American singer-songwriter Carole King will be awarded the Library of Congress Gershwin Prize for Popular Song, the U.S. national library said on Thursday.
The multiple Grammy Award winner co-wrote her first No. 1 hit at age 17 with then-husband Gerry Goffin and was the first female solo artist to sell more than 10 million copies of a single album, with her 1971 release “Tapestry.”
The prize honors individuals for lifetime achievement in popular music, the library said. It is named after songwriting brothers George and Ira Gershwin.
King, now 70, topped the charts with the song “It’s Too Late” in 1971, but is best known for her work performed by others, including “You’ve Got a Friend” by James Taylor and “(You Make Me Feel Like) A Natural Woman” by Aretha Franklin.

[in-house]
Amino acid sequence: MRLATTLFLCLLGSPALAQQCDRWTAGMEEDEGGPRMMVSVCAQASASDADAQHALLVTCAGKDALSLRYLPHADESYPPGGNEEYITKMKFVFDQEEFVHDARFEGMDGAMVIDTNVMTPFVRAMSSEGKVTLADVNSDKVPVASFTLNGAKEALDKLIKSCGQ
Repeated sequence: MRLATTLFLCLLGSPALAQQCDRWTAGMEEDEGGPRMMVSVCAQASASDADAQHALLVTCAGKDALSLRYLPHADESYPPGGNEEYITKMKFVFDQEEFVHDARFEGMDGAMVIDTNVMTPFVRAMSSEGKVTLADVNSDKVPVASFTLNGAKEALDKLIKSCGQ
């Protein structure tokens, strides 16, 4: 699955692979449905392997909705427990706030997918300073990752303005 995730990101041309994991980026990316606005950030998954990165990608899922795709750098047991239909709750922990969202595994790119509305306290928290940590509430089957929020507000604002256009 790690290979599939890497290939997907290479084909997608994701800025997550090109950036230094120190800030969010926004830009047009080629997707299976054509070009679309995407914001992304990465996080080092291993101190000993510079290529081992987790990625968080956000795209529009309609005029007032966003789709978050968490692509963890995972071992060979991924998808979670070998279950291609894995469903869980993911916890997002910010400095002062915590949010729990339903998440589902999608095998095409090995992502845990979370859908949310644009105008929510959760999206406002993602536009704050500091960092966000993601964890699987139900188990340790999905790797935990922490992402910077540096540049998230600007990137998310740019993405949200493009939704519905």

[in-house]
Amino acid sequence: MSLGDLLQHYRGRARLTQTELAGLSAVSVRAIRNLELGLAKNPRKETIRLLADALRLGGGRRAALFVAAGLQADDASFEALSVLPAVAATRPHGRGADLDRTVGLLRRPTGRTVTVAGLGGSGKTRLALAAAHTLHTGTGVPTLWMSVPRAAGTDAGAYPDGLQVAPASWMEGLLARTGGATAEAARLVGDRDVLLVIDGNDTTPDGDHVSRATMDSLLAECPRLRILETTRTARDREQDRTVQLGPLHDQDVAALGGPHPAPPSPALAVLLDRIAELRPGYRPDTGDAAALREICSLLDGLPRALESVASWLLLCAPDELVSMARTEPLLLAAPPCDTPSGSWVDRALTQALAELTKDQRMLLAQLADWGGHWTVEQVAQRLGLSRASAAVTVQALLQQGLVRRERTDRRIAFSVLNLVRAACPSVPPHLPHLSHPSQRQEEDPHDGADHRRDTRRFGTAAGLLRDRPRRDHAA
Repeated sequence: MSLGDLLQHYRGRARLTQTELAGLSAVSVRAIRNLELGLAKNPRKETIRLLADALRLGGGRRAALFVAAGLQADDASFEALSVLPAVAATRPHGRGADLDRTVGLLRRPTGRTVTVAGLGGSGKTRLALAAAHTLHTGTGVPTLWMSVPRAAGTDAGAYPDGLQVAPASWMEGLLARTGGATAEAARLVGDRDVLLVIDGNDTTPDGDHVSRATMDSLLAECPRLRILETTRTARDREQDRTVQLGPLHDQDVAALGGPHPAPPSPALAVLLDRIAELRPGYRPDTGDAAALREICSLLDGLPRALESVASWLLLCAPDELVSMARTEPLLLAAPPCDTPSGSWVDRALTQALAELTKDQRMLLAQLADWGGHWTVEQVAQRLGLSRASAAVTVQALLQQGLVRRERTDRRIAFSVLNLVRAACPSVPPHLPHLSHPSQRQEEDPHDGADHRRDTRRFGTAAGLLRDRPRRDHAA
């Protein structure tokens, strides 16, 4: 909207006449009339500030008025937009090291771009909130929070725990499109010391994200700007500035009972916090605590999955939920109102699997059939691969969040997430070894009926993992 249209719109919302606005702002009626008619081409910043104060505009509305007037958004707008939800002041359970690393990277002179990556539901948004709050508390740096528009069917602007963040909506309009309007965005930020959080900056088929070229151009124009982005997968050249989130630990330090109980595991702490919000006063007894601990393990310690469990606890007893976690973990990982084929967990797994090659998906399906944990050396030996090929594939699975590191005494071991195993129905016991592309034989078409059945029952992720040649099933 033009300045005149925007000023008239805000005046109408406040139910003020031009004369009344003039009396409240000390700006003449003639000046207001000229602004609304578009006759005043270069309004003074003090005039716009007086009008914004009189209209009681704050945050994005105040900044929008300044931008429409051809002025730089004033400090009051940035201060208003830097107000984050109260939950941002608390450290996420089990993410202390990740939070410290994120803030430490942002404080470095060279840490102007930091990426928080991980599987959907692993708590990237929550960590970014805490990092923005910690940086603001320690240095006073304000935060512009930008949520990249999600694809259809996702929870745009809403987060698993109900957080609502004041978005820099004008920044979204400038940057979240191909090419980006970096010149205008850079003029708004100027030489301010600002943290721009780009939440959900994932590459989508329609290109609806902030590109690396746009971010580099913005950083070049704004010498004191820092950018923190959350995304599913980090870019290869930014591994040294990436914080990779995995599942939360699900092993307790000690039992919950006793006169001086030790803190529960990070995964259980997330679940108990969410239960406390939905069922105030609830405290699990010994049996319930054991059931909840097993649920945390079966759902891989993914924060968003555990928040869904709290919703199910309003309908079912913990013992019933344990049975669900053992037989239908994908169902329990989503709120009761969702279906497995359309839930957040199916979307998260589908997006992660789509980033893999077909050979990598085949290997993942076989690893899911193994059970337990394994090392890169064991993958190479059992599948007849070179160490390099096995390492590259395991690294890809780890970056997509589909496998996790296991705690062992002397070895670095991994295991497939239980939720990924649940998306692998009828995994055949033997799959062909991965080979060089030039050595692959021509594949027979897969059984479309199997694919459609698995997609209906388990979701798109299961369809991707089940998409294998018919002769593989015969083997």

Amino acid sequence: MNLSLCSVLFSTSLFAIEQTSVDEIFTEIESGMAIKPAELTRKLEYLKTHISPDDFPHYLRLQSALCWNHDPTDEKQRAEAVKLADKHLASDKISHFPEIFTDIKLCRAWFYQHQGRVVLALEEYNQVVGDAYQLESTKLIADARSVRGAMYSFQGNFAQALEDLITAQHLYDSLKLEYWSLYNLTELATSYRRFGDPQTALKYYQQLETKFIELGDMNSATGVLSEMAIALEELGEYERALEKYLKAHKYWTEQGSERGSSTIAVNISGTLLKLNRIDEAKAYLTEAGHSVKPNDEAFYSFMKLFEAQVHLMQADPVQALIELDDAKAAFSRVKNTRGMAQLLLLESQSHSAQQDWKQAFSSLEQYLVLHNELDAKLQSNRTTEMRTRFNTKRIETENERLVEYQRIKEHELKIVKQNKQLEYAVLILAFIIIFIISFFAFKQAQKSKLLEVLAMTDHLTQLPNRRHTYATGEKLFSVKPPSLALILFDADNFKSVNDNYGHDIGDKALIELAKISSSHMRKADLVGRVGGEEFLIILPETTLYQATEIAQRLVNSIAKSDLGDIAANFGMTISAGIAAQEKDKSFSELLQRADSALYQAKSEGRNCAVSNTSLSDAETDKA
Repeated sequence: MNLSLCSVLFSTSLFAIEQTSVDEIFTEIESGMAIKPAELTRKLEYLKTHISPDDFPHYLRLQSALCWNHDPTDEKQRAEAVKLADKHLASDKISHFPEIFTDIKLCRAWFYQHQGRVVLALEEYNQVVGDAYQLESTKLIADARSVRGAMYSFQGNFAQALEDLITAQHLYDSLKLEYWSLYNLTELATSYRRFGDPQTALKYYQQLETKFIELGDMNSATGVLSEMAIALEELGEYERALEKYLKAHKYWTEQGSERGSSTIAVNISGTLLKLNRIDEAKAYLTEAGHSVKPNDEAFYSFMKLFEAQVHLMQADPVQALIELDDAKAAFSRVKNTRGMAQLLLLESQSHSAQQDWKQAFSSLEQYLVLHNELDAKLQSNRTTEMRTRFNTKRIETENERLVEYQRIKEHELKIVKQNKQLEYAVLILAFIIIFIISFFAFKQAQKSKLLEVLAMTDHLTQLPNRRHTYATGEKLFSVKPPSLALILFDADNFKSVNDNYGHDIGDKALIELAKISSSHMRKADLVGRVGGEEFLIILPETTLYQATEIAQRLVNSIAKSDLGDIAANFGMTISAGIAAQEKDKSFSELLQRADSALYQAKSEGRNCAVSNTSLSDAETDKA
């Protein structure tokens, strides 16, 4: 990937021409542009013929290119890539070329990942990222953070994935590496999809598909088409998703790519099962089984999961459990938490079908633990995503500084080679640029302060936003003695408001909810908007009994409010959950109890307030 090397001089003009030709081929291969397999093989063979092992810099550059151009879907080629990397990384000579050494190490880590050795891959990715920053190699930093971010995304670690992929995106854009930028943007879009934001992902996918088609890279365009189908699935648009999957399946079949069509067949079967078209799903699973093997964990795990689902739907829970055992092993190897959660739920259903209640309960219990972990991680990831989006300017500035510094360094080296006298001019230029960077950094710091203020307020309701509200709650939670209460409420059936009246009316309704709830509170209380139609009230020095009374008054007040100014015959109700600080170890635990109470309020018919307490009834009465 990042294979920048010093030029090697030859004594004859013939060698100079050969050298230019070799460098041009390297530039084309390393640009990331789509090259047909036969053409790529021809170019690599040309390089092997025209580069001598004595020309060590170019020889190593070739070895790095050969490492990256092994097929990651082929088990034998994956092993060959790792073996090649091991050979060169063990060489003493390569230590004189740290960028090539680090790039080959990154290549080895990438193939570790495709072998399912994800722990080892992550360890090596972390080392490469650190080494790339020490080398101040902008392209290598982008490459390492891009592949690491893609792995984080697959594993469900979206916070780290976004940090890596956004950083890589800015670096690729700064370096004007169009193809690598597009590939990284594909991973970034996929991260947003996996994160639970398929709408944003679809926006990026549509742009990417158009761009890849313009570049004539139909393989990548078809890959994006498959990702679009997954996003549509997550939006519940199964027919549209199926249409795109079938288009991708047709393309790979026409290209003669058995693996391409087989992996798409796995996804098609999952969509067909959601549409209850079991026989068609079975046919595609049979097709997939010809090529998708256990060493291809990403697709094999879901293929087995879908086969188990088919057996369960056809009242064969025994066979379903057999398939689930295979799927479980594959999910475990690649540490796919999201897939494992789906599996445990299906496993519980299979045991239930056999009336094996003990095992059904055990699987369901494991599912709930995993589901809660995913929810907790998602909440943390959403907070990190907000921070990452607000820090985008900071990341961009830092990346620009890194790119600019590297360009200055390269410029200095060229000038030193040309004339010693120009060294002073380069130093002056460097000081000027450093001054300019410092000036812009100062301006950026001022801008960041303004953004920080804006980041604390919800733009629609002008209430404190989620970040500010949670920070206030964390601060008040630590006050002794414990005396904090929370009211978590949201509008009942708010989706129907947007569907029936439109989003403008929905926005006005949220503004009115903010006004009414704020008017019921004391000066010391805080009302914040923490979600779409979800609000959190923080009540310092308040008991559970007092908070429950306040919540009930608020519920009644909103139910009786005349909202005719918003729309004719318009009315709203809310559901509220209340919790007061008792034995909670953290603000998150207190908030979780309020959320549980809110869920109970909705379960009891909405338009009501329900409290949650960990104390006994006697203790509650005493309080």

“I was so pleased when the venerable Library of Congress began honoring writers of popular songs with the Gershwin Prize,” King said in a statement. “I’m proud to be the fifth such honoree and the first woman among such distinguished company.”
King and Goffin wrote some the biggest hits of the 1960s before their nine-year marriage ended in 1968. They rose to prominence in 1960 writing “Will You Love Me Tomorrow” for the Shirelles.
The duo also scored hits with “Take Good Care of My Baby,” performed by Bobby Vee in 1961, “The Loco-Motion,” performed by Little Eva in 1962 and “Pleasant Valley Sunday,” performed by The Monkees in 1967, among others.
New York-born King did not hit it big as a singer until 1971, when “Tapestry” topped the U.S. album charts for 15 weeks, then a record for a female solo artist.
Past recipients of the award include Paul Simon, Stevie Wonder, Paul McCartney and songwriting tandem Burt Bacharach and Hal David.